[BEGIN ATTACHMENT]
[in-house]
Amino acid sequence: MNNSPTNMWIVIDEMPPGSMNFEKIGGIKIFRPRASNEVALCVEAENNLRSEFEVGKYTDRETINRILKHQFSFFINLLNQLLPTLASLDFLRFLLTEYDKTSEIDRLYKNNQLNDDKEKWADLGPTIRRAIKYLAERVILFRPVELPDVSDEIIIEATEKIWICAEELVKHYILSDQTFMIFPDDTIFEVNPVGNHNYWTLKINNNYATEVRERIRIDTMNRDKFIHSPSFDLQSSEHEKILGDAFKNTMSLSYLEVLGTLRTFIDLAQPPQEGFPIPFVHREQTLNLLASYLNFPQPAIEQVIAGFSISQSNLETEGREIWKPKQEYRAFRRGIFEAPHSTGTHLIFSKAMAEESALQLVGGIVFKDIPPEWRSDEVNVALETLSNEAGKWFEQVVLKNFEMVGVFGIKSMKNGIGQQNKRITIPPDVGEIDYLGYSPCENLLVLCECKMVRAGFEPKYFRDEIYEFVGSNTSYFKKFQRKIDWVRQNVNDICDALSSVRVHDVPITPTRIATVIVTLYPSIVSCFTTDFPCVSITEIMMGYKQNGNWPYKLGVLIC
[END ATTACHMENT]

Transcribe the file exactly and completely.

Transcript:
[in-house]
Amino acid sequence: MNNSPTNMWIVIDEMPPGSMNFEKIGGIKIFRPRASNEVALCVEAENNLRSEFEVGKYTDRETINRILKHQFSFFINLLNQLLPTLASLDFLRFLLTEYDKTSEIDRLYKNNQLNDDKEKWADLGPTIRRAIKYLAERVILFRPVELPDVSDEIIIEATEKIWICAEELVKHYILSDQTFMIFPDDTIFEVNPVGNHNYWTLKINNNYATEVRERIRIDTMNRDKFIHSPSFDLQSSEHEKILGDAFKNTMSLSYLEVLGTLRTFIDLAQPPQEGFPIPFVHREQTLNLLASYLNFPQPAIEQVIAGFSISQSNLETEGREIWKPKQEYRAFRRGIFEAPHSTGTHLIFSKAMAEESALQLVGGIVFKDIPPEWRSDEVNVALETLSNEAGKWFEQVVLKNFEMVGVFGIKSMKNGIGQQNKRITIPPDVGEIDYLGYSPCENLLVLCECKMVRAGFEPKYFRDEIYEFVGSNTSYFKKFQRKIDWVRQNVNDICDALSSVRVHDVPITPTRIATVIVTLYPSIVSCFTTDFPCVSITEIMMGYKQNGNWPYKLGVLIC